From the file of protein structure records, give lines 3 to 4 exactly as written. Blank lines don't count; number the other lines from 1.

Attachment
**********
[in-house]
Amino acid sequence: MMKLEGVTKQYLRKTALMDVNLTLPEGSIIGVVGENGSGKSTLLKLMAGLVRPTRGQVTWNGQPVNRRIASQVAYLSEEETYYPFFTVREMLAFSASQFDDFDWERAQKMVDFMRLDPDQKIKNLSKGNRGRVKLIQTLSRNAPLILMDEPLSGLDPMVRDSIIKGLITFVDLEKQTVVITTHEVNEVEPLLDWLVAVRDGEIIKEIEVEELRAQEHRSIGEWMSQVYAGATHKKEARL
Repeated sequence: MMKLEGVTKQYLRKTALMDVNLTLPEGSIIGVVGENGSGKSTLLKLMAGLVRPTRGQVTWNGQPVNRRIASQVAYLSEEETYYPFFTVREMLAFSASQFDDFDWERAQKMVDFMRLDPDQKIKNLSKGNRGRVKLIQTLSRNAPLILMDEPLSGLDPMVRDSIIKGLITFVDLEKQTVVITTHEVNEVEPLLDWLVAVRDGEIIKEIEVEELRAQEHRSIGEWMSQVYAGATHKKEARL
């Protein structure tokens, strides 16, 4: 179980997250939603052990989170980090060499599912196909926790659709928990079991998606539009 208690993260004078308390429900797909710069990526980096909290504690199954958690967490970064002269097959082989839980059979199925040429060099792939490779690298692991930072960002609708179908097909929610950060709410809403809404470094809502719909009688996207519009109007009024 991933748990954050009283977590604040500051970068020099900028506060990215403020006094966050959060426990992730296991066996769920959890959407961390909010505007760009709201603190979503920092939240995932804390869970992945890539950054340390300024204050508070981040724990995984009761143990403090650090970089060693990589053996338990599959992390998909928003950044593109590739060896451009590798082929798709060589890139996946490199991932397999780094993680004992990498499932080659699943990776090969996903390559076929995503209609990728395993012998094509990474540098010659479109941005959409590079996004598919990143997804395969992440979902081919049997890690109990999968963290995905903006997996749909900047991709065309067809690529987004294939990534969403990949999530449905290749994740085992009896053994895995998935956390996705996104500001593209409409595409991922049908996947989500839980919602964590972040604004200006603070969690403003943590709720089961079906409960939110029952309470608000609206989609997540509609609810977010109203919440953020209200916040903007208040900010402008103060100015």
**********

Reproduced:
Repeated sequence: MMKLEGVTKQYLRKTALMDVNLTLPEGSIIGVVGENGSGKSTLLKLMAGLVRPTRGQVTWNGQPVNRRIASQVAYLSEEETYYPFFTVREMLAFSASQFDDFDWERAQKMVDFMRLDPDQKIKNLSKGNRGRVKLIQTLSRNAPLILMDEPLSGLDPMVRDSIIKGLITFVDLEKQTVVITTHEVNEVEPLLDWLVAVRDGEIIKEIEVEELRAQEHRSIGEWMSQVYAGATHKKEARL
């Protein structure tokens, strides 16, 4: 179980997250939603052990989170980090060499599912196909926790659709928990079991998606539009 208690993260004078308390429900797909710069990526980096909290504690199954958690967490970064002269097959082989839980059979199925040429060099792939490779690298692991930072960002609708179908097909929610950060709410809403809404470094809502719909009688996207519009109007009024 991933748990954050009283977590604040500051970068020099900028506060990215403020006094966050959060426990992730296991066996769920959890959407961390909010505007760009709201603190979503920092939240995932804390869970992945890539950054340390300024204050508070981040724990995984009761143990403090650090970089060693990589053996338990599959992390998909928003950044593109590739060896451009590798082929798709060589890139996946490199991932397999780094993680004992990498499932080659699943990776090969996903390559076929995503209609990728395993012998094509990474540098010659479109941005959409590079996004598919990143997804395969992440979902081919049997890690109990999968963290995905903006997996749909900047991709065309067809690529987004294939990534969403990949999530449905290749994740085992009896053994895995998935956390996705996104500001593209409409595409991922049908996947989500839980919602964590972040604004200006603070969690403003943590709720089961079906409960939110029952309470608000609206989609997540509609609810977010109203919440953020209200916040903007208040900010402008103060100015």